BCC comments on Bank of England's 'Super Thursday'

Aug 06, 2017, 00:50
BCC comments on Bank of England's 'Super Thursday'

The rise in prices sits alongside weak average earnings growth in the country, reducing the chances of a rate hike from the BoE this year that would mirror the policy of monetary tightening in the United States. The projection for 2017 growth in gross domestic product was cut to 1.7% from 1.9%, and reduced to 1.6% from 1.7% for 2018.

In its closely watched trio of releases - its rate decision, monetary policy statement and quarterly inflation report - the United Kingdom central bank said economic growth and wages remain sluggish in the near term because of uncertainty over the U.K.'s exit from the European Union. The pound GBPUSD, -0.7108% tumbled to $1.3119 after having trading as high as $1.3267 earlier in the day.

THE BANK of England has revised down growth forecasts for the United Kingdom as it held interest rates yet again this month.

The vote was 6-2 for no change, with Michael Saunders and Ian McCafferty voting in favour of a rate hike. Perhaps some had seen the BOE raising rates.

On Thursday, the Bank said it saw GDP growth of 1.7 per cent this year, down from the 1.9 per cent it projected in May.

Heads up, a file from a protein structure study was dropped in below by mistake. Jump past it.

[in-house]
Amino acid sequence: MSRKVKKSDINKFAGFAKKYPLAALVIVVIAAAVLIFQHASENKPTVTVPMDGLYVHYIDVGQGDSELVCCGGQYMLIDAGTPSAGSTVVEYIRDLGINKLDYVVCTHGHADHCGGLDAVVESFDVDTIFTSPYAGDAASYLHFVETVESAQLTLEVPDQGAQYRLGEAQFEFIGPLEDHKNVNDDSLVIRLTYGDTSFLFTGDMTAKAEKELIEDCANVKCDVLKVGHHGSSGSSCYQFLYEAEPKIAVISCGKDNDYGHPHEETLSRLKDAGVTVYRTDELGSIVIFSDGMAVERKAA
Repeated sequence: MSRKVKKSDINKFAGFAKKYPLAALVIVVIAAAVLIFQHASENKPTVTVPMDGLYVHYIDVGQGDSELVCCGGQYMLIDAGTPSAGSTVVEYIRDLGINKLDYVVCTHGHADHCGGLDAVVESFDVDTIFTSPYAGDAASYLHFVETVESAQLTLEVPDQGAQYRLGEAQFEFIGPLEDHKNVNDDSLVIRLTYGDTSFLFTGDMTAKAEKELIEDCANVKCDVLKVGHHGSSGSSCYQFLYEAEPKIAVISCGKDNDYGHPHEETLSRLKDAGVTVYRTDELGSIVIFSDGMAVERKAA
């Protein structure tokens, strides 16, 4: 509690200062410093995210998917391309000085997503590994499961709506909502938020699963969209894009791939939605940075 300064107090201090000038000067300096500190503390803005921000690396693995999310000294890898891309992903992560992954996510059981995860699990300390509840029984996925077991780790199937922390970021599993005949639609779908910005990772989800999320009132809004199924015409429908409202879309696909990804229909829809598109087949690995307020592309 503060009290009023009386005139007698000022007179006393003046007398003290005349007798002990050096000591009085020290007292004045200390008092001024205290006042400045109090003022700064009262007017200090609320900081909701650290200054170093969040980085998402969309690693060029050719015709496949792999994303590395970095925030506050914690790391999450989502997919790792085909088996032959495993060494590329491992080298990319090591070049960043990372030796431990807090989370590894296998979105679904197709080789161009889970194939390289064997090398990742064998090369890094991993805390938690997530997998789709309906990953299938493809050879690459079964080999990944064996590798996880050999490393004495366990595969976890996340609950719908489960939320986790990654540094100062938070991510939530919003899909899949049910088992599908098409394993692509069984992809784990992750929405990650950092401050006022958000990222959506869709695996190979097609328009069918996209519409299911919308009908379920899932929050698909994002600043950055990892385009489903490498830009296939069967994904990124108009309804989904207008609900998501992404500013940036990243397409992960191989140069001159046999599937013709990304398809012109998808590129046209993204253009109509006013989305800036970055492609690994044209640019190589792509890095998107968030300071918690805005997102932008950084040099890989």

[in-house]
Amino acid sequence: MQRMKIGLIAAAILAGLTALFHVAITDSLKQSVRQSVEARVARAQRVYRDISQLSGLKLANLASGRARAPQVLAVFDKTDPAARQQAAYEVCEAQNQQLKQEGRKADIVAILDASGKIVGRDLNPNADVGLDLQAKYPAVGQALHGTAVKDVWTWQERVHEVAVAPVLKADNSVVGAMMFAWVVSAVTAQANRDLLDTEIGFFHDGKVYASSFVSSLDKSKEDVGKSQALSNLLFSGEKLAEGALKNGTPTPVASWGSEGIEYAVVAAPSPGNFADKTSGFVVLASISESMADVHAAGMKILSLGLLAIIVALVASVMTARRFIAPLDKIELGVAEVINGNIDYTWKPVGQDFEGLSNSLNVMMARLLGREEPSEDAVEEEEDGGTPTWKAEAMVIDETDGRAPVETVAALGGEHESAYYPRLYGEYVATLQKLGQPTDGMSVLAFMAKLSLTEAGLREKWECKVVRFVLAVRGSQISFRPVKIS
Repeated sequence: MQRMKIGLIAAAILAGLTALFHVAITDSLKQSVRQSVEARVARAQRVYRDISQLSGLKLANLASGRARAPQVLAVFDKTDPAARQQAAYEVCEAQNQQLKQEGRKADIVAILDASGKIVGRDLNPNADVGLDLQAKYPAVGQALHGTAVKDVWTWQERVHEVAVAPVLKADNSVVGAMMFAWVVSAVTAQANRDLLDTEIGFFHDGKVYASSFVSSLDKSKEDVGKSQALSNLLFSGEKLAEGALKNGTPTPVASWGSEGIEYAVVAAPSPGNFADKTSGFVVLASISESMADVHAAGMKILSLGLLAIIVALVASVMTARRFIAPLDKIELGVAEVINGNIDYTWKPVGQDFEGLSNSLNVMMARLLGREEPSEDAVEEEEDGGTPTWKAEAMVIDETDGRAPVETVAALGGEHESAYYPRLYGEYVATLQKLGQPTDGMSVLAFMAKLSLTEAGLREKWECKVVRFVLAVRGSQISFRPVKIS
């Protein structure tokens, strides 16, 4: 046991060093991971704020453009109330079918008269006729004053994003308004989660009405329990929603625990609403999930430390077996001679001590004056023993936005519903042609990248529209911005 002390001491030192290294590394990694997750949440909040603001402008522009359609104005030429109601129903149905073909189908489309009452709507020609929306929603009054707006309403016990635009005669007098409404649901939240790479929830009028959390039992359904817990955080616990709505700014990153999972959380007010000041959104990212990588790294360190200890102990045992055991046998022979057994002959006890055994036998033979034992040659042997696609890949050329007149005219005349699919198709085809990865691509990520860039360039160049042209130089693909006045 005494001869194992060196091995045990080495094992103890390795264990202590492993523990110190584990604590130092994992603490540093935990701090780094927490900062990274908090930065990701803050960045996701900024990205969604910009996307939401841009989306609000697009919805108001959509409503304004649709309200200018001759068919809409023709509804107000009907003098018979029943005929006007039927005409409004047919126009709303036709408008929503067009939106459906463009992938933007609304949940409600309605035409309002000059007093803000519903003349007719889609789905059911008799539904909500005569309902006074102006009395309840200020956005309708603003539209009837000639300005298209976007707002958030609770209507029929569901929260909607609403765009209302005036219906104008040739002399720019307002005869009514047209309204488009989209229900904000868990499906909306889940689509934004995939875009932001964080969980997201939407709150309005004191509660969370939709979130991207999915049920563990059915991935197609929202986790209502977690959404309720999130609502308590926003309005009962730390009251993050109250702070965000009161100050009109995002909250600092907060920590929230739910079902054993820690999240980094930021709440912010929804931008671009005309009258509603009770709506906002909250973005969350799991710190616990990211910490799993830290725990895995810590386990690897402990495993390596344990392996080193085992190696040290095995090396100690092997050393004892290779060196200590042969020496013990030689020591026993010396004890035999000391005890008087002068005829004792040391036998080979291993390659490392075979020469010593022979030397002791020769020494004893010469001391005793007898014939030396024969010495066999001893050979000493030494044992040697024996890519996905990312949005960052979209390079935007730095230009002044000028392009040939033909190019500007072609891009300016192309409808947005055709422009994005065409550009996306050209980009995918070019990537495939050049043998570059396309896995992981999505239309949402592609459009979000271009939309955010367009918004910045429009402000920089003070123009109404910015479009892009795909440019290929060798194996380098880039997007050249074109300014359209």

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Policymakers this week kept rates on hold, with just two of the eight MPC members voting for a rise.

MPC members judged that inflation was not far enough above target to warrant an increase in rates, noting that "attempting to offset fully the effect of weaker sterling on inflation would be achievable only at the cost of higher unemployment and, in all likelihood, even weaker income growth".

This comes at a time when United Kingdom households are already seeing their purchasing power diminish as a result of the weakening sterling following last year's vote to exit the European Union blog of nations.

The report is expected to show employment climbed by 183,000 jobs in July, while the unemployment rate is expected to dip to 4.3 percent.

Governor of the Bank of England Mark Carney said uncertainty regarding Brexit was a factor: "It is evident that uncertainties about the eventual relationship are weighing on the decisions of some business".

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"The MPC said given the other assumptions in its forecast it thought probably there would need to be rate rises, and indeed more rate rises than those priced into the interest rate curve in future than the financial markets expect".

'GDP growth had been sluggish and was expected to remain so in the near term.

In broad terms, the Bank's inflation forecasts remained similar to the last set: the CPI rate is set to rise to close to 3% in the coming months, and will remain above its 2% target all the way through to 2020.

It is expected that inflation, which is also referred to as CPIH in the United Kingdom, will increase by 0.1% in the third quarter to 2.7% and predicted to reach 3% in October 2017.

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